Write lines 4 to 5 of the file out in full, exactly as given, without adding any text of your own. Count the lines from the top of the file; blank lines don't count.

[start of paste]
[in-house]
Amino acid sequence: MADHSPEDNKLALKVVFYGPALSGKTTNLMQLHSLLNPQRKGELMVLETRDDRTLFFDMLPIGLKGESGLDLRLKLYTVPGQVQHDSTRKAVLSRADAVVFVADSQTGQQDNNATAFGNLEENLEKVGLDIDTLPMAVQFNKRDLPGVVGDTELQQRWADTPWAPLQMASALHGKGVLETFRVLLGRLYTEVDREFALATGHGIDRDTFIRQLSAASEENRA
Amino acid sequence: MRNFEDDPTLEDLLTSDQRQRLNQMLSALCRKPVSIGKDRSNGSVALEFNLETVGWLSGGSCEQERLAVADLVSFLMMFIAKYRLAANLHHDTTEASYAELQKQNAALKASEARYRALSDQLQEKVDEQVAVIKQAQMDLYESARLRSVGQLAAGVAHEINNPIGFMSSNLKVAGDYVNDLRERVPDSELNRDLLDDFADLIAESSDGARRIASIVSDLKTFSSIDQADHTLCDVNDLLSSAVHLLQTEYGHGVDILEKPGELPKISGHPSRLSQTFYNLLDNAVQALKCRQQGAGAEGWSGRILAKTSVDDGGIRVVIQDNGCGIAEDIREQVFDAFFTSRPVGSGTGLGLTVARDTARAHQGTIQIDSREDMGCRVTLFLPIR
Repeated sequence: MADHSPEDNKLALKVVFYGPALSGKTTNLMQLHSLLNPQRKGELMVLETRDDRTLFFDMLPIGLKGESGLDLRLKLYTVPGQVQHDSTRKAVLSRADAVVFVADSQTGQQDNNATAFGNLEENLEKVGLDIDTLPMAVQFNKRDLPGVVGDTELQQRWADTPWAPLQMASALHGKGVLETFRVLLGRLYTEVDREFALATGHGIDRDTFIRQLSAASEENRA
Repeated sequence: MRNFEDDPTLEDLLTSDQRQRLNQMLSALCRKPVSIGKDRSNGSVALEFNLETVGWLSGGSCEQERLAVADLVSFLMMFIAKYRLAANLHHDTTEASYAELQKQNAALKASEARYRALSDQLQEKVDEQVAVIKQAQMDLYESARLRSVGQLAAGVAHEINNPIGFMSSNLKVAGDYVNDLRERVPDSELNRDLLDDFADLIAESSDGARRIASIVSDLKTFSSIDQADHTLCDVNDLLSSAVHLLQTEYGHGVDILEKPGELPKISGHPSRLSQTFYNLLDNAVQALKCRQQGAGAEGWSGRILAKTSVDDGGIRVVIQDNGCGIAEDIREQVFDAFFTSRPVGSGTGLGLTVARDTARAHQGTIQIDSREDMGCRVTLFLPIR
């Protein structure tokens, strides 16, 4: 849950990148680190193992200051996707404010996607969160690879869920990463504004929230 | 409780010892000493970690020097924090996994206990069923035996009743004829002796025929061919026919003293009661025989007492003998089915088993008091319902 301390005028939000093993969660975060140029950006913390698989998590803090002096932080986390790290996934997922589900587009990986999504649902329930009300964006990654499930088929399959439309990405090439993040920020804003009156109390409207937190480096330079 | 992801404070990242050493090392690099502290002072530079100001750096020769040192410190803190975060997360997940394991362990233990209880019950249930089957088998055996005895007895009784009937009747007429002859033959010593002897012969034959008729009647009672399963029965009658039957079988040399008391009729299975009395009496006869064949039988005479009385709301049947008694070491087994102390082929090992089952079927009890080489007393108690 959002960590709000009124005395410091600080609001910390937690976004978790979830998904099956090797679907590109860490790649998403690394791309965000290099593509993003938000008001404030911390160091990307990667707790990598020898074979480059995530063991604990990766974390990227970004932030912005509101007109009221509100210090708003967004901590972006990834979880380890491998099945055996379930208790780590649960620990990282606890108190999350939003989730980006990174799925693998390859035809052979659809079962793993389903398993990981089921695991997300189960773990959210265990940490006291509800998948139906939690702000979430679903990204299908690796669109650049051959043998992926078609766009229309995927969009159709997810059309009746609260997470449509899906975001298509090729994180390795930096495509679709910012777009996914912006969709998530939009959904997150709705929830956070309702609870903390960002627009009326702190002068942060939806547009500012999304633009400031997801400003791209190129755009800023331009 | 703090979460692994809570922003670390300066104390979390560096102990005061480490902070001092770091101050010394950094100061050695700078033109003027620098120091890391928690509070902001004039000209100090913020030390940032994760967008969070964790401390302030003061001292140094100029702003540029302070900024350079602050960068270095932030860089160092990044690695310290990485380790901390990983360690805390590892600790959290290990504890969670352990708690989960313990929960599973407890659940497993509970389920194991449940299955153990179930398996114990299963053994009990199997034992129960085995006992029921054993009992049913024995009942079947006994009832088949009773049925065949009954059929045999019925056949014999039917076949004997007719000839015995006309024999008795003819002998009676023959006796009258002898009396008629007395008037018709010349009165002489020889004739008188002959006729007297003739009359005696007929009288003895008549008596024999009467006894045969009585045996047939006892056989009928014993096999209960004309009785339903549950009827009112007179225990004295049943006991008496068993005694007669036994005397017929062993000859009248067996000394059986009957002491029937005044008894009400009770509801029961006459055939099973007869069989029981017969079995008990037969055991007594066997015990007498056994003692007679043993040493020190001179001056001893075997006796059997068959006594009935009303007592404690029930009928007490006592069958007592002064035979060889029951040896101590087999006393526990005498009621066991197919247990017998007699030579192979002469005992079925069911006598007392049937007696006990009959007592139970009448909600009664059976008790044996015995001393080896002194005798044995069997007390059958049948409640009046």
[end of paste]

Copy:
Repeated sequence: MADHSPEDNKLALKVVFYGPALSGKTTNLMQLHSLLNPQRKGELMVLETRDDRTLFFDMLPIGLKGESGLDLRLKLYTVPGQVQHDSTRKAVLSRADAVVFVADSQTGQQDNNATAFGNLEENLEKVGLDIDTLPMAVQFNKRDLPGVVGDTELQQRWADTPWAPLQMASALHGKGVLETFRVLLGRLYTEVDREFALATGHGIDRDTFIRQLSAASEENRA
Repeated sequence: MRNFEDDPTLEDLLTSDQRQRLNQMLSALCRKPVSIGKDRSNGSVALEFNLETVGWLSGGSCEQERLAVADLVSFLMMFIAKYRLAANLHHDTTEASYAELQKQNAALKASEARYRALSDQLQEKVDEQVAVIKQAQMDLYESARLRSVGQLAAGVAHEINNPIGFMSSNLKVAGDYVNDLRERVPDSELNRDLLDDFADLIAESSDGARRIASIVSDLKTFSSIDQADHTLCDVNDLLSSAVHLLQTEYGHGVDILEKPGELPKISGHPSRLSQTFYNLLDNAVQALKCRQQGAGAEGWSGRILAKTSVDDGGIRVVIQDNGCGIAEDIREQVFDAFFTSRPVGSGTGLGLTVARDTARAHQGTIQIDSREDMGCRVTLFLPIR